Toto Wolff has moved to clear up the role of James Allison at Mercedes after talk that he had returned to the F1 side of the business.
Allison is certainly a well-known figure in the Formula 1 realm, his career having started with Benetton in the early 1990s and having passed through teams like Ferrari and Renault before he made his way to Mercedes in 2017.
Allison was promoted to the role of chief technical officer of Mercedes AMG in 2021, a role which Wolff confirmed to Motorsport.com the Brit still holds today, though a recent project for Allison has seen him take on that same title with the INEOS Britannia Americas Cup team, INEOS being one-third owner of the Mercedes F1 squad.
However, rumours had bubbled up recently which suggested Allison was to return to Mercedes’ F1 scene after another tricky start to a campaign in F1 2023.
Wolff though made it clear that Allison’s duties within the team do not stretch any further than being involved in key discussions.
Asked how involved Allison is with the F1 business, Wolff replied: “He is not involved.
“He plays an active role when long-term team strategies are discussed, but nowadays he devotes his time to other activities such as the America’s Cup project and other programmes aimed at innovation.”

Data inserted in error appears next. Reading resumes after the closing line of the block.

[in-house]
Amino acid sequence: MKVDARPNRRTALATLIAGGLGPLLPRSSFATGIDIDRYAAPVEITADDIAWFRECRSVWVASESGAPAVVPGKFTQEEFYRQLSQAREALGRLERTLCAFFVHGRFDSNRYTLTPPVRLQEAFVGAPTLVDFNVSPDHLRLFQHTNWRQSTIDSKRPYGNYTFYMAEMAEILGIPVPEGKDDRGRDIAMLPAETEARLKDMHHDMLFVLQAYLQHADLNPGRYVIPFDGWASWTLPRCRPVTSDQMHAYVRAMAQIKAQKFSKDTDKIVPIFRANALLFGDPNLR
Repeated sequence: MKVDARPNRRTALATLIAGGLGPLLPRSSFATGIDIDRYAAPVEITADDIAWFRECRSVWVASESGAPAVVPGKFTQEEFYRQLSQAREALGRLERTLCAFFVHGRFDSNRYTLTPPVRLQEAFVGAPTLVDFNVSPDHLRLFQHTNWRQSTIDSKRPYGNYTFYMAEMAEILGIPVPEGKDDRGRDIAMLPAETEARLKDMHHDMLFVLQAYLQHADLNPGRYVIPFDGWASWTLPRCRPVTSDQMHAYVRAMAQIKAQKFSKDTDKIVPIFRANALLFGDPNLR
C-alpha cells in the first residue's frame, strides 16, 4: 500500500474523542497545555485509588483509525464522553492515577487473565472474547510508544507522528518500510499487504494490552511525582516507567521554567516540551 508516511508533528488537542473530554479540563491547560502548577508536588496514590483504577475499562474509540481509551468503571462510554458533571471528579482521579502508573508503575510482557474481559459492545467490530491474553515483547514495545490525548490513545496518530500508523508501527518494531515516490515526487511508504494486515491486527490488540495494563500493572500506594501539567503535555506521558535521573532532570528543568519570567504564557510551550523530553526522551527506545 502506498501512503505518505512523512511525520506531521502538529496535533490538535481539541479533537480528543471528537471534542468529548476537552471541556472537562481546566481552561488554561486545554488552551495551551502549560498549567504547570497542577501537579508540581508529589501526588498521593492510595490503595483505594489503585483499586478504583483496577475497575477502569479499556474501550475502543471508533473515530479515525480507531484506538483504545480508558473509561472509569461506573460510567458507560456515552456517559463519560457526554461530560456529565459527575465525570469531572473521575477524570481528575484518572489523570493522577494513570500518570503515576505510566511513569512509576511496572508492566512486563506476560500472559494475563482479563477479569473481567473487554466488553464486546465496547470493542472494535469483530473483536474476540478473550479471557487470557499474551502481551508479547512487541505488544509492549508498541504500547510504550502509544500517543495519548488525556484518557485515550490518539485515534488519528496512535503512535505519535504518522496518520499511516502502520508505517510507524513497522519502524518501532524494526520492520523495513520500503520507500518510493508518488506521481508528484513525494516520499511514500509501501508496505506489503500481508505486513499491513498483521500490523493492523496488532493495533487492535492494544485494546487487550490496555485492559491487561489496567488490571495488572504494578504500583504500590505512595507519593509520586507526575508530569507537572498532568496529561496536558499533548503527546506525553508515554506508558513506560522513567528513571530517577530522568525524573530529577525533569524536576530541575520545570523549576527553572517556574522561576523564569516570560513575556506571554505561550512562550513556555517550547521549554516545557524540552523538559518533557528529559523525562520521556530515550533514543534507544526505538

But, considering the fact that Mercedes have not started F1 2023 as they would have hoped, is there any temptation to get Allison back fully involved?
The Brackley squad had hoped that their improvement in the latter stages of 2022 was a solid base to return to title contention in F1 2023 but, with P2 their best result across the opening three rounds and Red Bull looking a class above the rest, Mercedes’ ambitions have taken quite the knock.
Wolff though feels that rather than looking at simply plugging Allison back into place and expecting the lights to all come on, for Mercedes it is more a case of finding multiple people who could come in and lift the standard of the team.
“James is still very important to our organisation,” Wolff stated. “But in terms of the difficulties we have, I don’t think it’s a question of one person, as much as finding more of the right people in the roles we need.”
And another individual who some have claimed Mercedes are missing is Aldo Costa, statistically the most successful F1 engineer/designer in F1 history with 14 Constructors’ titles and 12 Drivers’ titles won during his stints at Ferrari and Mercedes.
Wolff though played down suggestions that the team are still feeling the effects of Costa’s exit at the end of 2018.
“People like Aldo you don’t replace, what we did was to divide the work he did between several replacements,” Wolff explained.
“Aldo was very good at structuring his succession, it was not a process that could be solved in the short term. We had two and a half years to be able to mould and adapt the technical department to his absence.”